Wherever in the church biblical authority has been lost, Christ has been displaced, the gospel has been distorted, or faith has been perverted, it has always been for one reason: our interests have displaced God's and we are doing his work in our way. The loss of God's centrality in the life of today's church is common and lamentable. It is this loss that allows us to transform worship into entertainment, gospel preaching into marketing, believing into technique, being good into feeling good about ourselves, and faithfulness into being successful. As a result, God, Christ and the Bible have come to mean too little to us and rest too inconsequentially upon us.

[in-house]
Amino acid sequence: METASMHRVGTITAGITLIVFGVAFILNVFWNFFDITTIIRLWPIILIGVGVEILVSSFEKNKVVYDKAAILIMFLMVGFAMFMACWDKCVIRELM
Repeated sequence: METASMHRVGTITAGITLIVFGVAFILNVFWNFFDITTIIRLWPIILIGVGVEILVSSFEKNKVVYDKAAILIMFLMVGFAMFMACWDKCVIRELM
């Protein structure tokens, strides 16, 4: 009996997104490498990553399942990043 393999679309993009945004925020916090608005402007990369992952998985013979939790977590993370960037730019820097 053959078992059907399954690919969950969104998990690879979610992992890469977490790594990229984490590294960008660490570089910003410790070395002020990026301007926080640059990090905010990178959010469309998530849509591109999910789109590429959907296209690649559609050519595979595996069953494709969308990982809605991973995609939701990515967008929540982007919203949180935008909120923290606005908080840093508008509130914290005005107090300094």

On the basis of the quid pro quo agreement in the correspondence,  the Arab Revolt was launched on 5 June 1916.  However, in May 1916 the governments of the United Kingdom, France, and Russia secretly concluded the Sykes–Picot Agreement , which Balfour described later as a "wholly new method" for carving up the area, after the 1915 agreement "seems to have been forgotten". [i] It was negotiated in late 1915 and early 1916 between Sir Mark Sykes and François Georges-Picot , with the primary arrangements being set out in draft form in a joint memorandum on 5 January 1916.   Sykes was a British Conservative and Unionist MP whose role had developed from his seat on the 1915 De Bunsen Committee to have a significant influence on British policy in the Middle East, including initiating the creation of the Arab Bureau , whilst Picot was a French diplomat and former consul-general in Beirut.  The agreement defined their proposed spheres of influence and control in Western Asia should the Triple Entente succeed in defeating the Ottoman Empire during World War I,   dividing many Arab territories into British- and French-administered areas. In Palestine, internationalisation was proposed,   with the form of administration to be confirmed after consultation with both Russia and Hussein;  the January draft noted Christian and Muslim interests, and that “members of the Jewish community throughout the world have a conscientious and sentimental interest in the future of the country.”   [j] Prior to this point, no active negotiations with Zionists had taken place, but Sykes had been aware of Zionism, was in contact with Moses Gaster – a senior Zionist and former President of the English Zionist Federation  – and may have seen Samuel’s 1915 memorandum.   In Sykes’ mind, the agreement became outdated even before it was signed – in March 1916, he was to write in a private letter: “to my mind the Zionists are now the key of the situation”.